insertValues users

users =  [ User "" "James" "Smith" True 1 {- james -}
                 , User "" "Betty" "Jones" False 42 {- betty -}
                 , User "" "James" "Pallo" True 1 {- james -}
                 , User "" "Betty" "Sims" False 42 {- betty -}
                 , User "" "James" "O'Reily" True 1 {- james -}
                 , User "" "Sam" "Sophitz" False 42 {- sam -}
                 , User "" "Sam" "Jely" True 1 {- sam -}
                 , User "" "Sam" "Taylor" False 42 {- sam -}

selectAllUsers :: Connection -> IO [User]
selectAllUsers conn =
  runBeamPostgresDebug putStrLn conn $ do
    users <- runSelectReturningList $ select allUsers
    (liftIO . return) users

Here’s how I would unpack all that is happening in the above:

A. The UserT record declaration (we’ll call it a ‘beam record’ from now on) is what maps onto the underlying database table. Fields in the UserT beam record are of the type Columnar f a; here Columnar is a type family such that when f is the Identity functor, then Columnar f a = a.

B. Next we declare some type synonyms for the table and its primary key. We also do ‘StandAloneDeriving’ of several typeclass instances needed by beam(hence we also use the language extension of the same name). The implementation of these instances is filled in by the compiler at compile time (we need the ‘DeriveGeneric’ extension for this). We also state that _userEmail is our primary key.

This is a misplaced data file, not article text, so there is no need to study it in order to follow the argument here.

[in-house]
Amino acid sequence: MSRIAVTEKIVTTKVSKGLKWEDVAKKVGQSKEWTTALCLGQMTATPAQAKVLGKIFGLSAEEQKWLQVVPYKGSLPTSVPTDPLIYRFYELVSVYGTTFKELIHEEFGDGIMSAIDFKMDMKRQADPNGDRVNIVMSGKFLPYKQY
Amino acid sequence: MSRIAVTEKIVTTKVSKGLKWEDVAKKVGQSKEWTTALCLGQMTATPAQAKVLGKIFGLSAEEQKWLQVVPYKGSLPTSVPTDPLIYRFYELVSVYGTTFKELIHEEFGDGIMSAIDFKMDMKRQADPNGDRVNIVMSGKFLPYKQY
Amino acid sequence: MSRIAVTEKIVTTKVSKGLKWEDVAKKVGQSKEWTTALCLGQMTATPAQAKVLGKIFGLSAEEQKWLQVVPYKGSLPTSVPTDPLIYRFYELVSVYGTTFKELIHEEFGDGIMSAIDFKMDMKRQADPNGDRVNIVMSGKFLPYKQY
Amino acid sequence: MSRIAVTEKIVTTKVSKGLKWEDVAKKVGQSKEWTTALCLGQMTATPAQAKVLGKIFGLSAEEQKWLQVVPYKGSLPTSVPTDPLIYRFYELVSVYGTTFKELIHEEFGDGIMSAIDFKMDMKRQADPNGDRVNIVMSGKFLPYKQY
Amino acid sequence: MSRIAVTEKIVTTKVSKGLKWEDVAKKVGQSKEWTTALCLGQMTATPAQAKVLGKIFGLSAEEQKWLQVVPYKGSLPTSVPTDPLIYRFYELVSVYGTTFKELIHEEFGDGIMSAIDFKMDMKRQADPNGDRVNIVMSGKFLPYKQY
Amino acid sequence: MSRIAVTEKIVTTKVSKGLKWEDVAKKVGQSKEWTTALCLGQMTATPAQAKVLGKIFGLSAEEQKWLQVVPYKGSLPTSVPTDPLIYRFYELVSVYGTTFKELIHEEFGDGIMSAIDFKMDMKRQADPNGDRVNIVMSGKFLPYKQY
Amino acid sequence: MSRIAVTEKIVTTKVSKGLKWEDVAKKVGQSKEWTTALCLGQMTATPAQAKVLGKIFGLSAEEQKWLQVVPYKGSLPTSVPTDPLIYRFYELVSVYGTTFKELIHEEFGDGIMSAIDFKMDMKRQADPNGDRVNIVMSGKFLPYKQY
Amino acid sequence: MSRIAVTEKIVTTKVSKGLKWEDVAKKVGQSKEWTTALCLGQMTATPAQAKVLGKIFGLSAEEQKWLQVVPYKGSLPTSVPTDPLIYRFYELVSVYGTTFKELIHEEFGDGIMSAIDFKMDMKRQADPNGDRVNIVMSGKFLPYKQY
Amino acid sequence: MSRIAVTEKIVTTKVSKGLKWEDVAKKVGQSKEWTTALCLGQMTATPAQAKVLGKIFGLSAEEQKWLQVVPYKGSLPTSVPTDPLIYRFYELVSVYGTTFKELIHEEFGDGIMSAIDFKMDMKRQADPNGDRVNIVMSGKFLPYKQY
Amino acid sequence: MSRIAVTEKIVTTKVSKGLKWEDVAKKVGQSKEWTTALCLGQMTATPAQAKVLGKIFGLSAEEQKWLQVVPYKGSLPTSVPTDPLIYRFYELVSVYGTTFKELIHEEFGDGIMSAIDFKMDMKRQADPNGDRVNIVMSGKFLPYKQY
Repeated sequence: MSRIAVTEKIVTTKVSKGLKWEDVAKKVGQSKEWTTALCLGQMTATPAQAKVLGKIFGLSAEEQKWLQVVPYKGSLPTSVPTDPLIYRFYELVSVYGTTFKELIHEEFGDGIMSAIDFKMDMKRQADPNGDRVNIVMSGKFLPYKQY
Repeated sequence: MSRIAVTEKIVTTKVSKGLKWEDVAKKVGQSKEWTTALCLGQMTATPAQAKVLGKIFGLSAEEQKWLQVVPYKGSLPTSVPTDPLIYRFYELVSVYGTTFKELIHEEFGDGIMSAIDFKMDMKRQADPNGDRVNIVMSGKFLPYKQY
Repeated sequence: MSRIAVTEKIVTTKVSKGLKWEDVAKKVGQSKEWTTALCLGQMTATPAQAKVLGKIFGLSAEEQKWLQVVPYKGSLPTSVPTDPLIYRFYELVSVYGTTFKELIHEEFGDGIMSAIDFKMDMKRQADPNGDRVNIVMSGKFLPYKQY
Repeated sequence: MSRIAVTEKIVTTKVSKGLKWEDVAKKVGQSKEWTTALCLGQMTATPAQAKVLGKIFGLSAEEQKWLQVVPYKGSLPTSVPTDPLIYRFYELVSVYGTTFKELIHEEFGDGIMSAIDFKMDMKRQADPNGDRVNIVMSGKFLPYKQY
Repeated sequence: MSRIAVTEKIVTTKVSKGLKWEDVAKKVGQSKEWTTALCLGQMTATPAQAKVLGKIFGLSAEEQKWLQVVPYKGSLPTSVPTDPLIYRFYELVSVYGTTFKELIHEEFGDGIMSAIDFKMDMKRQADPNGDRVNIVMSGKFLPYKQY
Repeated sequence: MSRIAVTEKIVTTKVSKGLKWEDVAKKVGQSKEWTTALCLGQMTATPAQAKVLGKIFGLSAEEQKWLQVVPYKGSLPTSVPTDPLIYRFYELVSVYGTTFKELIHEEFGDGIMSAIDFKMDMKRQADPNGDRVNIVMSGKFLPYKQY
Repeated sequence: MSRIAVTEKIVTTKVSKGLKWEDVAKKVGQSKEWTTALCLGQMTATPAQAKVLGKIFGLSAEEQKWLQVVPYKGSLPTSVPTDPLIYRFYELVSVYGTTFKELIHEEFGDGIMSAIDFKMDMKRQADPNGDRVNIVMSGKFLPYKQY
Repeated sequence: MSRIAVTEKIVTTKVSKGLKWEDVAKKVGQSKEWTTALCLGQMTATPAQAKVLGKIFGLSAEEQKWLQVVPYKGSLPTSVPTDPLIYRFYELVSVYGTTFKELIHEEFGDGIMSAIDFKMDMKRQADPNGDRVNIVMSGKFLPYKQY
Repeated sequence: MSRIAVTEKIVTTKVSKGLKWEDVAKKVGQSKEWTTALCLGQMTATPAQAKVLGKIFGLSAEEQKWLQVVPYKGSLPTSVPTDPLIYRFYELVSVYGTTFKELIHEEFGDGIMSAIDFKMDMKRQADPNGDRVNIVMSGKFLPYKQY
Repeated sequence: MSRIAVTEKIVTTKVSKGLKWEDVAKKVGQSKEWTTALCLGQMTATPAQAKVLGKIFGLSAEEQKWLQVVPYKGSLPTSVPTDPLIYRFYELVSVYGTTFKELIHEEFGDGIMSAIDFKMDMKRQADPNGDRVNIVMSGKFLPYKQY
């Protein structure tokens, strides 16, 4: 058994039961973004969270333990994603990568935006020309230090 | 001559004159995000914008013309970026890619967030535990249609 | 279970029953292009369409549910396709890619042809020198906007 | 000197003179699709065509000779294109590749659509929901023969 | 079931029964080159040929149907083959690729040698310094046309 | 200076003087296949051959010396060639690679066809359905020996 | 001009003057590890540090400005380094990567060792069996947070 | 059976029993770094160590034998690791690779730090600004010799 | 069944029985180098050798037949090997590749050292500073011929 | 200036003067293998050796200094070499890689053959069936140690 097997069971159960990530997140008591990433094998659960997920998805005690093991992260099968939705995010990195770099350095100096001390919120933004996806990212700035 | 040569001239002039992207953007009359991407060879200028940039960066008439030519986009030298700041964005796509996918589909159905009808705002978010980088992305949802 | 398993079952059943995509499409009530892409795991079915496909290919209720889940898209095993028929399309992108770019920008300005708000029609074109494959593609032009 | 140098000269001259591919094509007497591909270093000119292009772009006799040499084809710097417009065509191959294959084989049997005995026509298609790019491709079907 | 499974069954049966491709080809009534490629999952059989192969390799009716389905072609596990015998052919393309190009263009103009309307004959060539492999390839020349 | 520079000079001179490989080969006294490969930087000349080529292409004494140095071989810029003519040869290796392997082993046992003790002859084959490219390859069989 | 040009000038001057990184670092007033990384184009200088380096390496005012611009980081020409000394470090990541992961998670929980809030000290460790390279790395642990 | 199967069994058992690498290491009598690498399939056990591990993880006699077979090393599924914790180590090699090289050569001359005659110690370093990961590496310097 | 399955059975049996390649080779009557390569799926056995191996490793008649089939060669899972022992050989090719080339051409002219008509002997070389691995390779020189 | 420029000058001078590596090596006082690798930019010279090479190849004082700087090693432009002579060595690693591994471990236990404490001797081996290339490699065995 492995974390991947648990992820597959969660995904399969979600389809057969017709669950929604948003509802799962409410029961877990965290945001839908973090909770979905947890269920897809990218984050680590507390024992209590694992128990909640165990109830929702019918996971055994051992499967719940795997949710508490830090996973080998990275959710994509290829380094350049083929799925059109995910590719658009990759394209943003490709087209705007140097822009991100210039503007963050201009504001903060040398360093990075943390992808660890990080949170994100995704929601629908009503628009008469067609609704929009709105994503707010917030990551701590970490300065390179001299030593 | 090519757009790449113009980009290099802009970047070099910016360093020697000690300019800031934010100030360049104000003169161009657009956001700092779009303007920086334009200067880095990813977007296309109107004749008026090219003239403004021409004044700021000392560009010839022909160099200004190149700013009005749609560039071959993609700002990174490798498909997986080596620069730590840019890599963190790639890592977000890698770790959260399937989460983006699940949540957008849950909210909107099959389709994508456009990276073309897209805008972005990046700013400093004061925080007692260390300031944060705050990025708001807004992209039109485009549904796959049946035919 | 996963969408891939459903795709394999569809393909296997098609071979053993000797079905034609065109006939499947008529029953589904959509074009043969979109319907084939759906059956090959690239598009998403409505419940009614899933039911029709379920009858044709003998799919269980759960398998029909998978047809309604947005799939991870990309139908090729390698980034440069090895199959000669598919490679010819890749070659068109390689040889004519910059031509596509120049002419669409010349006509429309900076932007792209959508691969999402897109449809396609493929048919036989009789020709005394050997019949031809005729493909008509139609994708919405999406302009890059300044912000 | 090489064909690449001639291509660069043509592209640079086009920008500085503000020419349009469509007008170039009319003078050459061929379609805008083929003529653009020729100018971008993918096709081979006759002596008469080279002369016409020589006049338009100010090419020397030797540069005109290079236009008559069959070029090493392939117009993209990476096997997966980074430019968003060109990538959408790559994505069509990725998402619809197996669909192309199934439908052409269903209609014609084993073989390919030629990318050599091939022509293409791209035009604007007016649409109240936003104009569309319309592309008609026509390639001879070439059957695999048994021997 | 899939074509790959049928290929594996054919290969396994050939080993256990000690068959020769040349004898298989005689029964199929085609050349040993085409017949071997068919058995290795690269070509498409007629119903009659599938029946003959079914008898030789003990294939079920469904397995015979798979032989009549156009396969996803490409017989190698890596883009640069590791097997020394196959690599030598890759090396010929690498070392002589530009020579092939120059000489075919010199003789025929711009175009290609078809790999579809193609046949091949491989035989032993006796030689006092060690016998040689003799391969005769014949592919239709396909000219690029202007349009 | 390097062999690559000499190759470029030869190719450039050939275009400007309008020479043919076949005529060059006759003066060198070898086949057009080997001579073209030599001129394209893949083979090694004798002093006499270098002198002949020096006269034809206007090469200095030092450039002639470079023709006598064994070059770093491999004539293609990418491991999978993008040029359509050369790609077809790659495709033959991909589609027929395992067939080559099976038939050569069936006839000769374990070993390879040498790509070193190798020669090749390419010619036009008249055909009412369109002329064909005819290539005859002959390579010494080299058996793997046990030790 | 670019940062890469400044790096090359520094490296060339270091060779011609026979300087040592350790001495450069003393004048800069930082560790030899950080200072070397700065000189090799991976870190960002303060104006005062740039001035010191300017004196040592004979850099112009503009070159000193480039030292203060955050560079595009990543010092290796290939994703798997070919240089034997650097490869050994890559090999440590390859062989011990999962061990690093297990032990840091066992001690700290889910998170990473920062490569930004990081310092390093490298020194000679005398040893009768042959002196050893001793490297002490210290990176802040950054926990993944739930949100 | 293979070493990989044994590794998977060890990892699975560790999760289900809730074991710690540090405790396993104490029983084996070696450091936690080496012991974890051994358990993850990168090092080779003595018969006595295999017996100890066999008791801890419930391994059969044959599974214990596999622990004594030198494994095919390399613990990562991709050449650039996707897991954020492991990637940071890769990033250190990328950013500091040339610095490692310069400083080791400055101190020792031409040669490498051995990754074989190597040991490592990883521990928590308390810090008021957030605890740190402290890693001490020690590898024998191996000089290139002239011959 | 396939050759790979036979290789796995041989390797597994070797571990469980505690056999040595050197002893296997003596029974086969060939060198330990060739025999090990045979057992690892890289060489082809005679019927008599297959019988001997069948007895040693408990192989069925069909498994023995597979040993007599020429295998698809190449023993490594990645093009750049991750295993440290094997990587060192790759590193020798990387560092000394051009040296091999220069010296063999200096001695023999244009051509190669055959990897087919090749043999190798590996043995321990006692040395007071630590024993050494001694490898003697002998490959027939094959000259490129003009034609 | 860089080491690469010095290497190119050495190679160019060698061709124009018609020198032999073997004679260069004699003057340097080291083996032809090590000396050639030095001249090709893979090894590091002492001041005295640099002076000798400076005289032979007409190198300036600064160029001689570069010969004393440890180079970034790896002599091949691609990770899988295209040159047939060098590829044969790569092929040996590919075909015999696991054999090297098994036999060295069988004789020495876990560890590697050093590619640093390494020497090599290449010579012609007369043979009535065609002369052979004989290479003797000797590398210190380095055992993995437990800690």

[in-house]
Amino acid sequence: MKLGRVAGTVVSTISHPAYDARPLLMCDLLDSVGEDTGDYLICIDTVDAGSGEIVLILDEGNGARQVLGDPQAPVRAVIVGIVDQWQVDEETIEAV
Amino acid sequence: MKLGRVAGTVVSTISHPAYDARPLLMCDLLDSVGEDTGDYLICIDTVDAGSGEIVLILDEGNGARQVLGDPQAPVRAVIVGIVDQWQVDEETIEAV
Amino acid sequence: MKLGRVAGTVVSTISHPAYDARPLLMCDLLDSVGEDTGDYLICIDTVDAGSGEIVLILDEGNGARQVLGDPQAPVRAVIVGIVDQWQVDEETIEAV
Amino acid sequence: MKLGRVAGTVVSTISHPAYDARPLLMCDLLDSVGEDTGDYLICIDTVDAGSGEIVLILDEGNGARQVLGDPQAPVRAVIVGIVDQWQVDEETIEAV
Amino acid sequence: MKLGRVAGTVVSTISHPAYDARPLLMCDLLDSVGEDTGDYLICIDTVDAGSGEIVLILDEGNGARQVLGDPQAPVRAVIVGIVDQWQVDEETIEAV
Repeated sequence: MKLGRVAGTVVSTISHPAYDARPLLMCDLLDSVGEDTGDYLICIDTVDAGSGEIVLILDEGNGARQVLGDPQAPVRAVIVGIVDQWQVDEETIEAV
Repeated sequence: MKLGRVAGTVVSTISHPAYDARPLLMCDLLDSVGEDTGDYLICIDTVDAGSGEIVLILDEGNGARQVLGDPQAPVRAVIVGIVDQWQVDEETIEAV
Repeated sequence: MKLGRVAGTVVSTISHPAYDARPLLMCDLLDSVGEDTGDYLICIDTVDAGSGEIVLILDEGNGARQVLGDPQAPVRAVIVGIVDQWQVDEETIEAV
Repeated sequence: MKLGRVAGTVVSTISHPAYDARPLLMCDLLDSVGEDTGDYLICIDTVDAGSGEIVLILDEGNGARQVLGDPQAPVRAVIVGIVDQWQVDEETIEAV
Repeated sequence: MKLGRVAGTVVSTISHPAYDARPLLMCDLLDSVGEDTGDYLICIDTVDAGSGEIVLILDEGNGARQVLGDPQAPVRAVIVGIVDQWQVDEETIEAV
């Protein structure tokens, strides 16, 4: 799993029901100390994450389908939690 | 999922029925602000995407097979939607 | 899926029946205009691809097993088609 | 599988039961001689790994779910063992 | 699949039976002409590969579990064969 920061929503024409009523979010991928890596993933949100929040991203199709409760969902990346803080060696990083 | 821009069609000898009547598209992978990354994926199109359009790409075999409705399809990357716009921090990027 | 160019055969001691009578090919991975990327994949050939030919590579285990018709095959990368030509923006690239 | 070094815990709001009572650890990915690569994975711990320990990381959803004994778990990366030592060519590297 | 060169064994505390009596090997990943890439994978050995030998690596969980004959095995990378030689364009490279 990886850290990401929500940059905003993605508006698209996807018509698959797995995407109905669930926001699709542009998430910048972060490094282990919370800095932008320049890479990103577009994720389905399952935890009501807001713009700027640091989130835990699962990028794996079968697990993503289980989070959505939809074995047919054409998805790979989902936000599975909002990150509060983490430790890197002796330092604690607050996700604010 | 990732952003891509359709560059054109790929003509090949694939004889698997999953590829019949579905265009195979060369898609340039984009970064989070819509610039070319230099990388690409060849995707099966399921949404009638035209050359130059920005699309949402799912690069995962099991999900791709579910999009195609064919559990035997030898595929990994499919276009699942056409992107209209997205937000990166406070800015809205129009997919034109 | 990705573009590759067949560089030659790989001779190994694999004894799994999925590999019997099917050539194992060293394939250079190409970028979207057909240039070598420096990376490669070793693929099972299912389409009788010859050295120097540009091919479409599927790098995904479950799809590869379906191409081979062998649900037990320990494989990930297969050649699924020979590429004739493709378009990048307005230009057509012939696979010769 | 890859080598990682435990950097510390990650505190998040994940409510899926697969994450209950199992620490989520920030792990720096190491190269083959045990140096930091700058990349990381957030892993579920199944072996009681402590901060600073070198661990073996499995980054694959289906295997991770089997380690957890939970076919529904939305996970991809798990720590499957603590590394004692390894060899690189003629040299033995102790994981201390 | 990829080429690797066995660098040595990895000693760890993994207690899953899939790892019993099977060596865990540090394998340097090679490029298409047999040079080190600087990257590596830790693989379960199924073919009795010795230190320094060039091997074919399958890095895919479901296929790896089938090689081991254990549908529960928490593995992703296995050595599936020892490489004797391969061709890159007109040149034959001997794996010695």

C. Here we have the data declaration corresponding to the database (ShoppingCartDb) and the table/tables inside the database (_shoppingCartUsers).

D. These are the declarations necessary for using lenses for accessing the table(s) in the database and fields in a particular table (the UserT table in this case).

E. defaultSettings implies, amongst other things, that our naming at the DB level and at the program-level is inline with the default naming that beam expects/handles automatically. In case there is any difference between the expectation and the implementation, we can specify that here.

F. The three declarations here, are used for inserting some mock data and reading back that data from the database.

This is all the essential code we need to access data written to Postgres. In case you’d like to learn more about beam, I would refer you to the excellent official tutorial.

Tying things together

Now let’s say you’d like to access the data written to Postgres above from a dataframe, in order interpret it (say in the context of some other CSV(s) also read into a dataframe(s)). In more concrete terms, you have code now that returns a list of User beam-records, and you want to convert this list to a dataframe. A quick glance at the documentation reveals that Frames.InCore has the following function:

toFrame :: (Foldable f, RecVec rs) => f (Record rs) -> Frame (Record rs)

This function can take in a foldable (e.g. a list) of Records. Record is a type synonym for Rec Identity taken from vinyl. Therefore if we can figure out a way to convert our beam-record to a vinyl record with the column names promoted to the type level (the rs), then our job is mostly done.